King Charles faces dozens of protestors during Milton Keynes visit

Republic, the main group in the UK campaigning for the election of a head of state, has shared that it will stage a protest in Milton Keynes today. The group’s protest will coincide with King Charles’s visit to the city, announced earlier this month. Camilla was supposed to join him but was forced to pull out after testing positive for Covid.

Taking to Twitter, the anti-monarchy association wrote: “We’re off to Milton Keynes today, to ask the King some questions. You can join the protest at the Church of Christ Cornerstone.”

A spokesperson for Republic previously told while speaking about the upcoming protest: “Republic is concerned about recent police harassment of peaceful protesters at royal events. We’re determined to get the message across that it’s ok to protest against the royals .

“Instead of a pointless Coronation, we need a serious public debate.

“We believe the British public should be asked, do you want Charles or a choice? The tide is starting to turn against the monarchy and we need a serious debate about its future.”

This protest will be the latest in a series of demonstrations against the monarchy seen up and down the country over the past few months.

The number of people vocally expressing their favor for the election of a head of state during royal appearances seems to have risen over the past few months, following the end of Queen Elizabeth II’s reign.

On September 11 last year, three days after the death of the late monarch, a man named Symon Hill was arrested – and later de-arrested – by police after he seemingly made anti-monarchist comments at a proclamation ceremony for King Charles III.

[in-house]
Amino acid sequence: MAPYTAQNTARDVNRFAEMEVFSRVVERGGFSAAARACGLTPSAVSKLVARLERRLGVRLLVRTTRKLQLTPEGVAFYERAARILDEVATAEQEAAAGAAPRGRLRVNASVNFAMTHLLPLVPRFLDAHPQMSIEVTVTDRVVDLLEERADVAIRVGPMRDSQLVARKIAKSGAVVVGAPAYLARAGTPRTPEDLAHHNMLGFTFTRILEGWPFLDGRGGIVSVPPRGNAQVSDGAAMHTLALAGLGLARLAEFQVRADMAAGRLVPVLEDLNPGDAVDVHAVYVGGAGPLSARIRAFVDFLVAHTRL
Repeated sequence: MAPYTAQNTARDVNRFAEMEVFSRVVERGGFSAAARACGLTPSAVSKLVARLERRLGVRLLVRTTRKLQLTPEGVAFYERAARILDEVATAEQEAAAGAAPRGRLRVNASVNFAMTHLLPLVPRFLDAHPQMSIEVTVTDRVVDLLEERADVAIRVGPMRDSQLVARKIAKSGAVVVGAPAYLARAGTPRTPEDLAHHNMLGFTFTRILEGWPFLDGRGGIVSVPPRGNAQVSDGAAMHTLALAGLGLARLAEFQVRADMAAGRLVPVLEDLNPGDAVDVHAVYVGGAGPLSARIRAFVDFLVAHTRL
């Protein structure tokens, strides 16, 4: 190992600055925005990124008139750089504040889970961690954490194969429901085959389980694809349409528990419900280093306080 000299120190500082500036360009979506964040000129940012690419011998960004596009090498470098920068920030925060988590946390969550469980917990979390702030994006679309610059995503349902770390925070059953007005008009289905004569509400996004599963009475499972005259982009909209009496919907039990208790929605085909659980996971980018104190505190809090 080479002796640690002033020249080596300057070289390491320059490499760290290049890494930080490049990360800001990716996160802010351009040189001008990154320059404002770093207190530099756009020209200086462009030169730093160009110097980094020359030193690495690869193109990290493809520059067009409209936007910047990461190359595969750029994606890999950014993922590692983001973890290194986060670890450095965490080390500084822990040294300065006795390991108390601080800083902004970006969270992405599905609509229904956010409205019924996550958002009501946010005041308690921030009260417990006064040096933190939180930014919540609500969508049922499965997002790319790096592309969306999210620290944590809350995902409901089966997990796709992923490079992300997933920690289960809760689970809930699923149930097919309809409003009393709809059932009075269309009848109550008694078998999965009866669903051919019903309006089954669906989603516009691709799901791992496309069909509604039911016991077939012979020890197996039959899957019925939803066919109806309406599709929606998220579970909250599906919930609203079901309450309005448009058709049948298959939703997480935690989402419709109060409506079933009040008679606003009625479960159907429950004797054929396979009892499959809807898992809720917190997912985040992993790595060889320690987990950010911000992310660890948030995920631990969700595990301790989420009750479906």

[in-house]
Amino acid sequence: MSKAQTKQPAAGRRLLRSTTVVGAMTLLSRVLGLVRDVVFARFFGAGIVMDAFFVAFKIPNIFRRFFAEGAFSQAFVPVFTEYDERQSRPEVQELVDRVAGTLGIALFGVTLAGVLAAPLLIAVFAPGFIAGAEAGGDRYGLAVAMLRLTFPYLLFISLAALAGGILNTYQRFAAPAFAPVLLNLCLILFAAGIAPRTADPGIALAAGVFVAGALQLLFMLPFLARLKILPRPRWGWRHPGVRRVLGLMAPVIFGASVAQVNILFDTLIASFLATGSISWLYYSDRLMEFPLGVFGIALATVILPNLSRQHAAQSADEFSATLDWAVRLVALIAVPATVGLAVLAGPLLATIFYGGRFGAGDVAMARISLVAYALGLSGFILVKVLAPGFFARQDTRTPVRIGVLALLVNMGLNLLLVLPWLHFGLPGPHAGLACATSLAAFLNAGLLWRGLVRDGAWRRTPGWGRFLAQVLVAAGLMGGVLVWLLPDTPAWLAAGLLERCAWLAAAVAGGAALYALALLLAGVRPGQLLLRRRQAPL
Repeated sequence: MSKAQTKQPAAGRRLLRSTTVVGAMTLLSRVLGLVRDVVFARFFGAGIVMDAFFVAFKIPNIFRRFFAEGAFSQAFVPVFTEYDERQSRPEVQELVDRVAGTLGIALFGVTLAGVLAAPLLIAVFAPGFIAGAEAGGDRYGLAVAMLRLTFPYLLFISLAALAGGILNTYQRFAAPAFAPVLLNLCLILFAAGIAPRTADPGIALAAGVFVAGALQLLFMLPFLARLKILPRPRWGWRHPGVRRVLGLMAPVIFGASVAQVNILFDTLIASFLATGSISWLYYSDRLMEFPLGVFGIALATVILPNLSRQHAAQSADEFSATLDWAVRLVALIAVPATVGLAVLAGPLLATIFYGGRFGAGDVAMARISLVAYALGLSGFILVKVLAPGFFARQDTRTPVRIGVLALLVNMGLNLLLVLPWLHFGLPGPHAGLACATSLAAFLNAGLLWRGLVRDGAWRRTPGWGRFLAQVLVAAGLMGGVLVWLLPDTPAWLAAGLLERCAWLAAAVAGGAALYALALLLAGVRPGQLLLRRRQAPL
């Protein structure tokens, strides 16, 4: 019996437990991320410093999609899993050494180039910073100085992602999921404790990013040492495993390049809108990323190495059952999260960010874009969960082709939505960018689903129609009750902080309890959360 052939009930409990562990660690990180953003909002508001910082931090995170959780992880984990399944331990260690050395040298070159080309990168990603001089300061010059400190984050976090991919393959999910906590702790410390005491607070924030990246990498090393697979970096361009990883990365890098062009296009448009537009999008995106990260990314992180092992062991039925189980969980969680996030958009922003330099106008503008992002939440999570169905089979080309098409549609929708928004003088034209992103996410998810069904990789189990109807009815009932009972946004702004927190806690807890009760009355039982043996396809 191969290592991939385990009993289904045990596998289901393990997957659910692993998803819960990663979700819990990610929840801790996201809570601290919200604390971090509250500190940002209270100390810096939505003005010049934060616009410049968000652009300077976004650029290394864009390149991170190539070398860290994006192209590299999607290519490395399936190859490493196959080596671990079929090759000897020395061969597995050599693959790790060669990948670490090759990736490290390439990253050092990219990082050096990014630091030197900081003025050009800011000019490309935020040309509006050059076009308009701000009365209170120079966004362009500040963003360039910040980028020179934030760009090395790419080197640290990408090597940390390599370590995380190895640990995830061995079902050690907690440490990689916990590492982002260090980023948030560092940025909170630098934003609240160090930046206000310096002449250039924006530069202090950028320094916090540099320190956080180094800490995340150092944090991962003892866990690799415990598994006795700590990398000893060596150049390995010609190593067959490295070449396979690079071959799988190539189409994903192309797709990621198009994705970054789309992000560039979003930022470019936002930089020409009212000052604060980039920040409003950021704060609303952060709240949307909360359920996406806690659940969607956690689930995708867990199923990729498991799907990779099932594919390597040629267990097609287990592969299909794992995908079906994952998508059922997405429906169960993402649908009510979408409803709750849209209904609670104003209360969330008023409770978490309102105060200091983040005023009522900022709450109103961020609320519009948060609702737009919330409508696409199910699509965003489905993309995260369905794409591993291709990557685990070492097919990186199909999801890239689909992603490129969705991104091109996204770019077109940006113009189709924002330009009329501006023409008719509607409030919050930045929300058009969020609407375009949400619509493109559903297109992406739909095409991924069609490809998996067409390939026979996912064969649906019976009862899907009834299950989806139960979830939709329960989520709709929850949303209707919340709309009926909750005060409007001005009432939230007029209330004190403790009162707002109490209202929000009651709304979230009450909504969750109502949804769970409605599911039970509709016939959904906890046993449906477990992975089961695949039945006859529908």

He was later charged with using threatening or abusive words or disorderly behavior likely to cause harassment, alarm or distress.

But in January the Crown Prosecution Service reversed the police force’s decision to charge him.

READ MORE: Harry demands meeting with Charles and William before Coronation

Also in September, Barrister Paul Powlesland was questioned by the police and asked to give his details for holding up a blank piece of paper in London’s Parliament Square.

Mr Powlesland later claimed on Twitter that he had been warned he could be arrested if he expressed his anti-monarchy sentiment on the piece of paper.

He tweeted: “He confirmed that if I wrote ‘Not My King’ on it, he would arrest me under the Public Order Act because someone might be offended.”

Mr Powlesland also shared a video in which a fragment of his conversation with the police officer could be heard.

The Met Police seemingly responded to the viral tweet by issuing a statement at the time, in which deputy assistant commissioner Stuart Cundy said: “The public absolutely have a right to protest and we have been making this clear to all officers involved in the extraordinary policing operation currently in place and we will continue to do so.”


Months after his accession to the throne, King Charles had eggs hurled at him by two protesters during two different walkabouts.

Most recently, the Prince and Princess of Wales’s first official visit to Cornwall since they inherited the titles of Duke and Duchess of Cornwall was disrupted by a protester who held up a blank piece of paper.

The man initially stood among royal fans waiting outside the National Maritime Museum to catch a glimpse of the two royals.

He was led away from the crowd by police officers after he lifted the blank sign, seemingly protesting the institution of monarchy.

The Sun’s royal correspondent Matt Wilkinson claimed the man later told him, when asked why he protested: “It’s the 21st century we don’t need a monarchy any more, it’s f***ng ridiculous”.

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